Newspaper of Burlington Free Press, December 8, 1843, Page 2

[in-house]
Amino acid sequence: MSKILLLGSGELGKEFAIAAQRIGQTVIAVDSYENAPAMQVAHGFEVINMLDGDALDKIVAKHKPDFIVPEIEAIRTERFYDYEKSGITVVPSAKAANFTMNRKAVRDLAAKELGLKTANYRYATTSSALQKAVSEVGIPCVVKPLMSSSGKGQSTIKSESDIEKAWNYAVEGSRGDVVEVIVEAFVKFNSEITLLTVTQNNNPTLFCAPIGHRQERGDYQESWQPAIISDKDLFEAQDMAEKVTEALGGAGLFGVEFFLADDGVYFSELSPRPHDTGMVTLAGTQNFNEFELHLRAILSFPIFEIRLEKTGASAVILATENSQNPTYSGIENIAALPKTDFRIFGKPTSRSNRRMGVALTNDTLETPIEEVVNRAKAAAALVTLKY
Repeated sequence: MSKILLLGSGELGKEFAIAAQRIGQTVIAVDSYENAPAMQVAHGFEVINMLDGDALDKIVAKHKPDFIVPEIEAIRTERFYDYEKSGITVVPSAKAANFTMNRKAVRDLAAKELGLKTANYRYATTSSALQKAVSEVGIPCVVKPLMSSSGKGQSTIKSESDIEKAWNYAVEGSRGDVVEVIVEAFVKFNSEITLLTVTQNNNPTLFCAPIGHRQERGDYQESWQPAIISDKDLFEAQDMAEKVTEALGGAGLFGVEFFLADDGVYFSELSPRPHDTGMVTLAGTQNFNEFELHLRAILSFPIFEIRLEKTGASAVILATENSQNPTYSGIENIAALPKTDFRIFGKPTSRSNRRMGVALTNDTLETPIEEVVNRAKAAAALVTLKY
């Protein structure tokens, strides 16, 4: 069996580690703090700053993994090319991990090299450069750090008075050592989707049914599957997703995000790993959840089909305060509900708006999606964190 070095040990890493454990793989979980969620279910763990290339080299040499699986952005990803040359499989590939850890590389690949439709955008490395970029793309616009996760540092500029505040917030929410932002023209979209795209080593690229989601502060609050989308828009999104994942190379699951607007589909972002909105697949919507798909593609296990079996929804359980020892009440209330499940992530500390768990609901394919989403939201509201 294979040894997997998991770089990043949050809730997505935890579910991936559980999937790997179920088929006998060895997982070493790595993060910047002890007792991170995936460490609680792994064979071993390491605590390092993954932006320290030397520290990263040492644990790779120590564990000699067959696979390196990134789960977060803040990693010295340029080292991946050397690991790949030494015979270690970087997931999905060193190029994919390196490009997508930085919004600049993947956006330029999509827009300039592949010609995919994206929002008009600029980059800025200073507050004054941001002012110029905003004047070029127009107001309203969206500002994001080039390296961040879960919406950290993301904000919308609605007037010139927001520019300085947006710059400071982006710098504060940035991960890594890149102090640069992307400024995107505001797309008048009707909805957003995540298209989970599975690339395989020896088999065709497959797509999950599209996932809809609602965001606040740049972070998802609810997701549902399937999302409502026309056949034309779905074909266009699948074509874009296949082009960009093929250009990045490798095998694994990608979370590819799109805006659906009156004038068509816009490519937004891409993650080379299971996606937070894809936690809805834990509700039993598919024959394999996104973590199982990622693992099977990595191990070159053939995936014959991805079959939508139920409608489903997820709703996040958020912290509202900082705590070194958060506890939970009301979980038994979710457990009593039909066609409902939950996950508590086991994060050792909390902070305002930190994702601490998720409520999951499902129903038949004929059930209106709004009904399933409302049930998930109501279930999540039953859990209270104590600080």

Newspaper of Burlington Free Press dated December 8, 1843 Page 2